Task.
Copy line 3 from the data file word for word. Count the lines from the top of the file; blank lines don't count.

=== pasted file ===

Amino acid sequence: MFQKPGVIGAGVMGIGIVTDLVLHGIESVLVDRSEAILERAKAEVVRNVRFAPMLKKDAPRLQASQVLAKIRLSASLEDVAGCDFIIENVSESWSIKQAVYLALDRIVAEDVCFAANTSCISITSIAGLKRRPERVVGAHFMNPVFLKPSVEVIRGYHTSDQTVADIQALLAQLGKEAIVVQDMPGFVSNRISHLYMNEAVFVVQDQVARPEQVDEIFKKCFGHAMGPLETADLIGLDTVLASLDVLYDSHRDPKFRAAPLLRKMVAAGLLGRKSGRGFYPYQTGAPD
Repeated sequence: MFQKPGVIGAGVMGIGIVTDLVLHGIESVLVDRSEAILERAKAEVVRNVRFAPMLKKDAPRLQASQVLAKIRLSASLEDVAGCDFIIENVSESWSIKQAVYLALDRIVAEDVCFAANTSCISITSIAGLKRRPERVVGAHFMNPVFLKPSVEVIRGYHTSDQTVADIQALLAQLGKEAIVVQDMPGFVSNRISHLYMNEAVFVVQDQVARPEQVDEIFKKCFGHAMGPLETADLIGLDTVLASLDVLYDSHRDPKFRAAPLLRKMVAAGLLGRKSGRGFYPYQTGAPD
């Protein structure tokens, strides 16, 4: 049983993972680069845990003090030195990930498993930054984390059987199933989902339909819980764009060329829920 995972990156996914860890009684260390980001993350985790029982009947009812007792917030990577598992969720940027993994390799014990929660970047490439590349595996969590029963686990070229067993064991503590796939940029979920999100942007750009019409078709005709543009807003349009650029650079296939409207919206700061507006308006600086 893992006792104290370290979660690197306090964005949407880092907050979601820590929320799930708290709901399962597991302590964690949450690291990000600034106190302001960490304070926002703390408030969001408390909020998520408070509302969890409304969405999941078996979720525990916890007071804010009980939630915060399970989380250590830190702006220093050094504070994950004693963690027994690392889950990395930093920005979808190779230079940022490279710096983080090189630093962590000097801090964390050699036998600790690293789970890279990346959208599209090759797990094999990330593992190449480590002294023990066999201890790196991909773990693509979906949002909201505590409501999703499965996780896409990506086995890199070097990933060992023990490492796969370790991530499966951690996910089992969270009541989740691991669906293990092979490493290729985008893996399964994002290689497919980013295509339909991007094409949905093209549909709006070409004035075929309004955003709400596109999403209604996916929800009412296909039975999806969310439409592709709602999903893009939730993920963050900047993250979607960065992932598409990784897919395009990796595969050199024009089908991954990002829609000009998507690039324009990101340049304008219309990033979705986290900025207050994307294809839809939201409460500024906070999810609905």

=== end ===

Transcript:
């Protein structure tokens, strides 16, 4: 049983993972680069845990003090030195990930498993930054984390059987199933989902339909819980764009060329829920 995972990156996914860890009684260390980001993350985790029982009947009812007792917030990577598992969720940027993994390799014990929660970047490439590349595996969590029963686990070229067993064991503590796939940029979920999100942007750009019409078709005709543009807003349009650029650079296939409207919206700061507006308006600086 893992006792104290370290979660690197306090964005949407880092907050979601820590929320799930708290709901399962597991302590964690949450690291990000600034106190302001960490304070926002703390408030969001408390909020998520408070509302969890409304969405999941078996979720525990916890007071804010009980939630915060399970989380250590830190702006220093050094504070994950004693963690027994690392889950990395930093920005979808190779230079940022490279710096983080090189630093962590000097801090964390050699036998600790690293789970890279990346959208599209090759797990094999990330593992190449480590002294023990066999201890790196991909773990693509979906949002909201505590409501999703499965996780896409990506086995890199070097990933060992023990490492796969370790991530499966951690996910089992969270009541989740691991669906293990092979490493290729985008893996399964994002290689497919980013295509339909991007094409949905093209549909709006070409004035075929309004955003709400596109999403209604996916929800009412296909039975999806969310439409592709709602999903893009939730993920963050900047993250979607960065992932598409990784897919395009990796595969050199024009089908991954990002829609000009998507690039324009990101340049304008219309990033979705986290900025207050994307294809839809939201409460500024906070999810609905």